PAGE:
Instead of making her characters conform to conventional gender roles, Takeuchi managed to find a great balance when she imbued them with both male and female qualities.
Take the character of Haruka Tenoh. She is tall, strong, and androgynous in her looks, a tomboy who prefers wearing men’s clothes and is into sports and auto racing. But when she transforms into her alter ego, Sailor Uranus, she dons a cute sailor uniform, hoop earrings, and makeup.
The other sailor soldiers may have varied feminine interests – one is a shrine maiden, another likes baking – but they’re all tough, fearless, and self-sacrificing. They’re gentle and nurturing but also the saviors of the world.
“The show isn’t about presenting anyone as ‘tomboyish’ or ‘feminine’. It throws all of that out the window,” chimes in Amanda Miller, who voiced Sailor Jupiter in Sailor Moon: Crystal.
Enduring Appeal for the LGBTQIA+ Community
Sailor Moon was ground-breaking and ahead of its times for a number of reasons, one of them being that it didn’t subscribe to strict heteronormative notions. For the most part, it focused on the sailor soldiers and their relationship with one another. Gestures of physical intimacy are common and there is a homoerotic undercurrent in a lot of scenes.
There’s also a canon gay couple – Haruka (Sailor Uranus) and Michiru (Sailor Neptune) who’re open and unambiguous about their relationship. They live together in a little house with their adopted baby and it’s presented with an air of normalcy and accepted without question.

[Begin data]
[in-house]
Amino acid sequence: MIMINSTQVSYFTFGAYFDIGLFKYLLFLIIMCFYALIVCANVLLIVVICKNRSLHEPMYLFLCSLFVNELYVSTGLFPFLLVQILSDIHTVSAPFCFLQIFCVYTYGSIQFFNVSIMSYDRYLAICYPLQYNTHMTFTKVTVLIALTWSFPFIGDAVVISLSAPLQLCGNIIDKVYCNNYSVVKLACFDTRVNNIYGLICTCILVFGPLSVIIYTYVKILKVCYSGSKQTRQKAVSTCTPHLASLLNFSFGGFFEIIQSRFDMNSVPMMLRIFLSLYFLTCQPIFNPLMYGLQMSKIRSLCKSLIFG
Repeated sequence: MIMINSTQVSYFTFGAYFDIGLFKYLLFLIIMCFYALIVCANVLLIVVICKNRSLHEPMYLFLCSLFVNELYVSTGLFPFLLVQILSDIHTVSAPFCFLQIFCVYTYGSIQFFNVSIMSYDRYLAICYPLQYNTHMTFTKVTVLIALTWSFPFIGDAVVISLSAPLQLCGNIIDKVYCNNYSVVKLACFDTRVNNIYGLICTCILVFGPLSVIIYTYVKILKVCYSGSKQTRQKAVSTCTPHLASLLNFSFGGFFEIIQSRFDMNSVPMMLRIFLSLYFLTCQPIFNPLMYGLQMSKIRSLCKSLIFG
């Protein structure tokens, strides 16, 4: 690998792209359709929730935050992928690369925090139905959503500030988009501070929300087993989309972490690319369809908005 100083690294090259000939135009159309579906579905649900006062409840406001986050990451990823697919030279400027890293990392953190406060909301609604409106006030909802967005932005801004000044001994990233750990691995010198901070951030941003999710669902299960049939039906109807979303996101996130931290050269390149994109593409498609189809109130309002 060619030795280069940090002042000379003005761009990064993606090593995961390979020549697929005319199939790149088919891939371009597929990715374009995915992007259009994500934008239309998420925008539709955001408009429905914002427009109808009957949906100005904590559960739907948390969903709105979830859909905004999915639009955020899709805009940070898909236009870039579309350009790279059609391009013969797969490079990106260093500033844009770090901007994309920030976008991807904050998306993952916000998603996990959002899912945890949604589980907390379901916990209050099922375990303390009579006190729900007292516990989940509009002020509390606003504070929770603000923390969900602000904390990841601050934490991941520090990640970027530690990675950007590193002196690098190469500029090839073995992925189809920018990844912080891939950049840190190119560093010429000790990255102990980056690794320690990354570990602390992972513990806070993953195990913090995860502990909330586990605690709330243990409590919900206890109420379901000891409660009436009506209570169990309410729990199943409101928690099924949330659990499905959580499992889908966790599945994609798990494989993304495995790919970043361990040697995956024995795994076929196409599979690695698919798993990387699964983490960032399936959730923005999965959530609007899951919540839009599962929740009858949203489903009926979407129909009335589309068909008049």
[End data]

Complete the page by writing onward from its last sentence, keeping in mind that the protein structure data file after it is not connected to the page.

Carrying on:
And how can one forget about the Sailor Starlights, genderfluid female-presenting warriors who moonlight as a popular boy band? Gentle reminder that all this takes place in a shoujo manga written in the early ‘90s!
In fact, the only notable heterosexual relationship in the story is that between Usagi and Mamoru (Tuxedo Mask). They eventually get married and have a daughter.
The panelists joke about how the original English dub in the U.S. changed Haruka and Michiru’s relationship to that of cousins. Takeuchi’s progressive move to include a queer couple in Sailor Moon was perhaps too bold for what the Americans considered a show directed at young girls. And maybe that’s why it was censored.
Another interesting subject the panel touched upon was the diversity in the fandom, especially people cosplaying Sailor Moon.
“A lot of cosplayers related to Sailor Moon. Especially when you get to Season 5, where you literally have transgender characters who are transitioning back and forth from male to female. This show brings in an audience of people who are on some sort of gender spectrum. I know very burly men who put on the sailor skirt and they’re rocking it out, and that’s because this show allowed for that degree of creativity in people,” said Bryant.
He goes on to say that Sailor Moon is not just about “a blonde-haired Japanese girl”, it transcends physical appearance, race, gender, and sexuality. “The heart of it is the morals [of the characters] and values of friendship.”